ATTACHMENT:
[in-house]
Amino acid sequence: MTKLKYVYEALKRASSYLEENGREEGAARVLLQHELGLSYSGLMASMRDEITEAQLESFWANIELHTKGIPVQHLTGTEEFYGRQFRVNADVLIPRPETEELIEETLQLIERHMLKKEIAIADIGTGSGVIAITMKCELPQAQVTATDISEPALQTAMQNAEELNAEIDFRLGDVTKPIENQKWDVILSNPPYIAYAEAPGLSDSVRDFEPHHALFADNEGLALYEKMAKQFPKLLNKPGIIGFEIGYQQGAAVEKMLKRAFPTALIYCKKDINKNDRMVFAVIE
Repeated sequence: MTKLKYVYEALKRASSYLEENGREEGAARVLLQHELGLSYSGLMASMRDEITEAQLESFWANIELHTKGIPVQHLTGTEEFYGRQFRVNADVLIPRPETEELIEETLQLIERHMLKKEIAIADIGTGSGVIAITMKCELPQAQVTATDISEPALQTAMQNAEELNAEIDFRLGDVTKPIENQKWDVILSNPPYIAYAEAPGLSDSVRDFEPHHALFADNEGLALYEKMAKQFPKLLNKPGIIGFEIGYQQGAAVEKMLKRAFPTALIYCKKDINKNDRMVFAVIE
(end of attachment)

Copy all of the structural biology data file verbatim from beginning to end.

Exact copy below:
[in-house]
Amino acid sequence: MTKLKYVYEALKRASSYLEENGREEGAARVLLQHELGLSYSGLMASMRDEITEAQLESFWANIELHTKGIPVQHLTGTEEFYGRQFRVNADVLIPRPETEELIEETLQLIERHMLKKEIAIADIGTGSGVIAITMKCELPQAQVTATDISEPALQTAMQNAEELNAEIDFRLGDVTKPIENQKWDVILSNPPYIAYAEAPGLSDSVRDFEPHHALFADNEGLALYEKMAKQFPKLLNKPGIIGFEIGYQQGAAVEKMLKRAFPTALIYCKKDINKNDRMVFAVIE
Repeated sequence: MTKLKYVYEALKRASSYLEENGREEGAARVLLQHELGLSYSGLMASMRDEITEAQLESFWANIELHTKGIPVQHLTGTEEFYGRQFRVNADVLIPRPETEELIEETLQLIERHMLKKEIAIADIGTGSGVIAITMKCELPQAQVTATDISEPALQTAMQNAEELNAEIDFRLGDVTKPIENQKWDVILSNPPYIAYAEAPGLSDSVRDFEPHHALFADNEGLALYEKMAKQFPKLLNKPGIIGFEIGYQQGAAVEKMLKRAFPTALIYCKKDINKNDRMVFAVIE